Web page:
What goes on behind the scenes in the Itchen Valley

River Itchen at Winnall Moors © Steve Page 2011

River Itchen at Winnall Moors © Steve Page 2011 - Credit: Steve Page

Area Head for Central Rivers & Downs, Martin de Retuerto, from the Wildlife Trust shares what goes on behind the scenes to help maintain the county’s ‘jewel in the crown’

Red-tailed bumblebee on water avens © Steve Page 2010

Red-tailed bumblebee on water avens © Steve Page 2010 - Credit: Steve Page

The Itchen Valley brings together two connected landscapes, the chalk grassland of the South Downs and the wetlands, chalkstreams and fens of the River Itchen. Together they form a vital area of work for the Hampshire & Isle of Wight Wildlife Trust.

Chalk Rivers are some of the most biodiverse ecosystems in Europe, and the Itchen is regarded as one of the ‘jewels in the crown’. World renowned for its ‘ginclear’, mineral-rich water, stable river flows and temperate waters, it’s home to a wide range of plants, and a rich, yet sensitive ecosystem including Atlantic salmon and brown trout.

The river is also intrinsically linked to the valley through which it flows. The fertile fen-grasslands were changed in the 17th century for irrigation, creating the Itchen’s unique conditions for habitats and species.

Today however, the Itchen Valley faces immense challenges. Abstraction of water for public water supply and deteriorating water quality – notably as a result of septic tanks, watercress growing and fish farming along the river – are possibly the greatest impacts affecting its health.

The Trust has worked with landowners on the Itchen Valley for thirty years and has been at the forefront of efforts to conserve otter and the white-clawed crayfish. Working with Natural England, the Trust has provided a management ‘service’ to landowners, offering practical expertise for restoring the river and floodplain and returning to traditional livestock grazing.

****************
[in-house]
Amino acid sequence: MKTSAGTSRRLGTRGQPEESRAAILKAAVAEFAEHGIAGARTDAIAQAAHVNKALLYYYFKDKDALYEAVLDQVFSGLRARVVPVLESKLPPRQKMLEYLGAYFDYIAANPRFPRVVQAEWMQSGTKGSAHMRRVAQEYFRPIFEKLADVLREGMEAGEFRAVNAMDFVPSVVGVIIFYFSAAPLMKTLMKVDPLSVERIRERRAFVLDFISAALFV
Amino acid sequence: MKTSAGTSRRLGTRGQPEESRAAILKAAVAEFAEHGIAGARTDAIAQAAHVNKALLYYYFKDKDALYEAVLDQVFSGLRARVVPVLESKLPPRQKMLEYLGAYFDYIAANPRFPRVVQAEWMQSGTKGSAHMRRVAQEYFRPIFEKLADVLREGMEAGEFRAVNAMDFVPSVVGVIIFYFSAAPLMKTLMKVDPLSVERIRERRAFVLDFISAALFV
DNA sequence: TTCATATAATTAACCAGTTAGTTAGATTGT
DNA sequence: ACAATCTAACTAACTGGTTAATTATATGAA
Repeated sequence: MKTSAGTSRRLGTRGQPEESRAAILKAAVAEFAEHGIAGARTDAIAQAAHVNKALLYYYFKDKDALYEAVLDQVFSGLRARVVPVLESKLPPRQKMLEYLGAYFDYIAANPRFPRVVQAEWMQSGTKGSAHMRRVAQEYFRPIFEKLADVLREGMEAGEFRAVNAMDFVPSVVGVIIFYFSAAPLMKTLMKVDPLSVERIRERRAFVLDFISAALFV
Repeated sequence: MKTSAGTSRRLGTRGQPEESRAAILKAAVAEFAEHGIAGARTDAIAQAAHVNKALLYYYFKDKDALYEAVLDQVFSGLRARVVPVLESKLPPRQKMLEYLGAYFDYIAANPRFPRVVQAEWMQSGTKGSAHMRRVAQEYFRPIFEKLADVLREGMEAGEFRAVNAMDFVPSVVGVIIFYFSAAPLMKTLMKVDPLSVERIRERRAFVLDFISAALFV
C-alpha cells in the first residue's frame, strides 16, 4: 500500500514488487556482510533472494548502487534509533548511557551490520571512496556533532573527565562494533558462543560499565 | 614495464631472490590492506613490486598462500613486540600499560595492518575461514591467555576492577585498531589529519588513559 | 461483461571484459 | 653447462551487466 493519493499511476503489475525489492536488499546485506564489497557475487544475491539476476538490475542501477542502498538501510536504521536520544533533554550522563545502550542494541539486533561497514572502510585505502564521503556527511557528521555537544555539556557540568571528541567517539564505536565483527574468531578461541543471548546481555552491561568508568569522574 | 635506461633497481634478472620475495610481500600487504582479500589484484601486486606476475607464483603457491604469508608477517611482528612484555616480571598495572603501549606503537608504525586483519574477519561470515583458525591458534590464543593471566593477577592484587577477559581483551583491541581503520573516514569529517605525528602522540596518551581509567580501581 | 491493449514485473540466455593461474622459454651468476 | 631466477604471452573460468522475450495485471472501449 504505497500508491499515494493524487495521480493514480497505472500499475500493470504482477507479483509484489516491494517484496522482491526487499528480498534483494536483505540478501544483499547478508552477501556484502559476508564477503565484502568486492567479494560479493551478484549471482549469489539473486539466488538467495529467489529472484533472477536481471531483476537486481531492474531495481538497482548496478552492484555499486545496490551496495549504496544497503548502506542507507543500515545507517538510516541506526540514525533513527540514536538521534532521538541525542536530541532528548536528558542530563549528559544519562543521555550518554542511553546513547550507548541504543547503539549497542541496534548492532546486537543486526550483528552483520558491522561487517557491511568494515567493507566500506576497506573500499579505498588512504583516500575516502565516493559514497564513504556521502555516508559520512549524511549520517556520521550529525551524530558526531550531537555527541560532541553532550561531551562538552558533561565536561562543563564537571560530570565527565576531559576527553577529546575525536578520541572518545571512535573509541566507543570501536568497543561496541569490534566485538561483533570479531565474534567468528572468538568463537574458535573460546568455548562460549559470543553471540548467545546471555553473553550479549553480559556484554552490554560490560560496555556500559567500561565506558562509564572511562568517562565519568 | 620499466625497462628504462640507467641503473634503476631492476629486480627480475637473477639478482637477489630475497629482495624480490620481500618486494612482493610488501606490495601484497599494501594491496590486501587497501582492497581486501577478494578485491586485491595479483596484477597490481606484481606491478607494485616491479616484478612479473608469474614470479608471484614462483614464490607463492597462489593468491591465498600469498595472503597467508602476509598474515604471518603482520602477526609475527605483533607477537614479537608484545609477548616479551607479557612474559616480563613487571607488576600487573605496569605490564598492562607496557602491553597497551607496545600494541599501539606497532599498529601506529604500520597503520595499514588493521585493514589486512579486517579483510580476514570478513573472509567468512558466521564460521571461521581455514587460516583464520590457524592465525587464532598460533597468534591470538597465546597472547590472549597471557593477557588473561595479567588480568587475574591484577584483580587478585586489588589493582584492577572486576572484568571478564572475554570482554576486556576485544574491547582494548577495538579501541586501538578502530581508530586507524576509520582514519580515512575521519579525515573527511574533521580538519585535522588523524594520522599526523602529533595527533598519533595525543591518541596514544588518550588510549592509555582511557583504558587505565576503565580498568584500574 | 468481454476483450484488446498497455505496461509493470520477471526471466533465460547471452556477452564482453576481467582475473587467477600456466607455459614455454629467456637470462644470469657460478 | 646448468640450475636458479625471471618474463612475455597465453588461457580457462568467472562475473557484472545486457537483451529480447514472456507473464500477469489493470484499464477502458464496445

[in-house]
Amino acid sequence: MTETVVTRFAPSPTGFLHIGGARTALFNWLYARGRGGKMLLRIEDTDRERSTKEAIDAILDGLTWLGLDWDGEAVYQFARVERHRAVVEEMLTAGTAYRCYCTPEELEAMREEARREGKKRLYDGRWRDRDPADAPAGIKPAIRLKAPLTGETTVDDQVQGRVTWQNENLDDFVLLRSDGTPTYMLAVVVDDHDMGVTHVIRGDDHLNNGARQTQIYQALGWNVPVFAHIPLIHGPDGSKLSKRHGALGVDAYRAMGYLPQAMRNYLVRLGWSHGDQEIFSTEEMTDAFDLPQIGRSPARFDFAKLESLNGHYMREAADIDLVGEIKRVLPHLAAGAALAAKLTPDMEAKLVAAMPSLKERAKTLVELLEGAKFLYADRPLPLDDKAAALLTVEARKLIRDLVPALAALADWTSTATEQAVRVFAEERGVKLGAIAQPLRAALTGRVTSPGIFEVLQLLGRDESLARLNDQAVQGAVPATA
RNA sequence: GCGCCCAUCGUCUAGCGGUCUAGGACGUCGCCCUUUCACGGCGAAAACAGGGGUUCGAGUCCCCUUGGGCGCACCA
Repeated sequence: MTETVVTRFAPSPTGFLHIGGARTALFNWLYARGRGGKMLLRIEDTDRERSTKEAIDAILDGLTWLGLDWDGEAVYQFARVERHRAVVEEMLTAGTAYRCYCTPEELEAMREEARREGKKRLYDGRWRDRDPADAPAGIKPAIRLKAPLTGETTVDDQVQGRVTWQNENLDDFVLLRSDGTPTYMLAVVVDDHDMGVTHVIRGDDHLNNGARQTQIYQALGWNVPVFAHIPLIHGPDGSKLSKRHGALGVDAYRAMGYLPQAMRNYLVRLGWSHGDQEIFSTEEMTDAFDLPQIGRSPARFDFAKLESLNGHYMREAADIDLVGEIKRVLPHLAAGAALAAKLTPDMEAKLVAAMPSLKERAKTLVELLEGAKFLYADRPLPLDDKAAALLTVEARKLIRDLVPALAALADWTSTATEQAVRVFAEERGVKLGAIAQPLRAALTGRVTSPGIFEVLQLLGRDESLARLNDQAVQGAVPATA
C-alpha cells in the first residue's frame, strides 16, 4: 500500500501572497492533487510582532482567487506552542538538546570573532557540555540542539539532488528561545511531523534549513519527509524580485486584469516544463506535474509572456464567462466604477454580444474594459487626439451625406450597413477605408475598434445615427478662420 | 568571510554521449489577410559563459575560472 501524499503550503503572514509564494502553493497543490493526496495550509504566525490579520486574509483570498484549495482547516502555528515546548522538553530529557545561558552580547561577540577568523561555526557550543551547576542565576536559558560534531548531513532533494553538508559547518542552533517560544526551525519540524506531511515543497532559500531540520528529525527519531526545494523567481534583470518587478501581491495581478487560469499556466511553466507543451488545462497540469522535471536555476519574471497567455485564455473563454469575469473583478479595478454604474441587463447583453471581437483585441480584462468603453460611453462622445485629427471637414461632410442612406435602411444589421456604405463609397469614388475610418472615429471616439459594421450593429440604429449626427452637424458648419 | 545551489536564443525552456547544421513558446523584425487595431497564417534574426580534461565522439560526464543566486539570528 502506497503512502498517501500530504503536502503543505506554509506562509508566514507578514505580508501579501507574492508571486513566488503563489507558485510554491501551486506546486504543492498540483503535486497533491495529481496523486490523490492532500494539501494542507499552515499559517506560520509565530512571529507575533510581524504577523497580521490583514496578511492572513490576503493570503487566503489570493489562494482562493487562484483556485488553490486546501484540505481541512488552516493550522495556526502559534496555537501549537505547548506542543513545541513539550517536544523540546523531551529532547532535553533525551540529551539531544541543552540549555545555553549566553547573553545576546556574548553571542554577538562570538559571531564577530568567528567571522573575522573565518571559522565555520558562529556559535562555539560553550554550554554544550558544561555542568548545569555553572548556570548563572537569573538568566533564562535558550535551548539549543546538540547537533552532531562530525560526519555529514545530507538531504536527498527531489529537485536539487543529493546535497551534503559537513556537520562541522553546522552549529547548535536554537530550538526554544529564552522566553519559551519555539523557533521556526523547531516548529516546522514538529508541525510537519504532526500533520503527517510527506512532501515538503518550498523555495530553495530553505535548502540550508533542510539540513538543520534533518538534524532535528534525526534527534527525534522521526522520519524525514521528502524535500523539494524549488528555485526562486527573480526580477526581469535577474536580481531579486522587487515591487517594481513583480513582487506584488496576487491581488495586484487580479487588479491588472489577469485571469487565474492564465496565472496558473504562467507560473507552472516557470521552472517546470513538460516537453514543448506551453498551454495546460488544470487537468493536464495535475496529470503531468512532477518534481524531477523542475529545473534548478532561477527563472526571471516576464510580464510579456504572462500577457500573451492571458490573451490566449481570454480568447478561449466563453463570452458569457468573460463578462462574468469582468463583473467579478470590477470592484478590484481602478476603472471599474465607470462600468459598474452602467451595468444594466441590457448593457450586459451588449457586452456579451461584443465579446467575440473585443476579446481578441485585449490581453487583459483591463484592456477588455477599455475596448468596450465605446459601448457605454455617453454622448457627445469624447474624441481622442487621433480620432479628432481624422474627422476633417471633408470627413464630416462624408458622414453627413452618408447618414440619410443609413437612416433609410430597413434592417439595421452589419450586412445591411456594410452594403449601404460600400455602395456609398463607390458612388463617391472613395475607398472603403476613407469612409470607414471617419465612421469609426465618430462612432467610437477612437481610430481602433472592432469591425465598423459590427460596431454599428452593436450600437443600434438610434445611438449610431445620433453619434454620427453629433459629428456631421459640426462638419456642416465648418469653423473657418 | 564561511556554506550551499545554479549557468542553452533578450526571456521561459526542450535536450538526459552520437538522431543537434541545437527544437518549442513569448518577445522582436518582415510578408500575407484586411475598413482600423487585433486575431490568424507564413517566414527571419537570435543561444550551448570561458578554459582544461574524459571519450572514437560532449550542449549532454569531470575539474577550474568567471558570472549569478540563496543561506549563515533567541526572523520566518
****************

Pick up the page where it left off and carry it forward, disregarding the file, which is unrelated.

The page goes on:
The Trust is now involved in actively managing more than 20 sites in the Itchen Valley, including reinstating grazing by livestock. This helps maintain the unique open meadows and the wildlife that live in them, which would otherwise be lost to trees and scrub.

Most Read

The Trust’s herd of traditional breed British White cattle are helping us restore these grasslands to their former glory. Species like water avens, ragged robin and meadowsweet quickly appear, as well as waterfowl such as wigeon, mallard and gadwall.

Putting back the pieces of the jigsaw within the floodplain not only helps wildlife and habitats to thrive, but also helps the river and floodplain to function more naturally. This offers more natural flood protection and improved water quality - demonstrated perfectly at our Winnall Moors nature reserve during the 2013/14 winter floods. Using the Itchen’s natural floodplain helped divert high flood waters away from Winchester city centre, preventing the kind of devastating urban flooding we saw elsewhere in the country.

Green veined white Hoveron ragged robin © Steve Page 2010

Green veined white Hoveron ragged robin © Steve Page 2010 - Credit: Steve Page

Our vision is to restore the valley for wildlife, while also trying to improve flood protection, water quality, environments for fisheries and habitats for pollinators.

With a nod to the past we are restoring the valley for future generations and working hard to protect one of our most treasured natural assets.

For more information about the Itchen Valley visit hiwwt.org.uk/conservation-projects***


Best things about living in the Hamble Valley - From sailing along the strawberry coast to shopping on cobbled streets, the Hamble Valley offers an idyllic lifestyle as Emma Caulton discovered on a recent visit

How the Meon Valley Trail is putting Wickham on the cycling map - The transformation of the 10-mile Meon Valley Trail is putting Wickham on the cycling map, providing accessibility for all and creating a link straight into the heart of the South Downs. Natalie French finds out more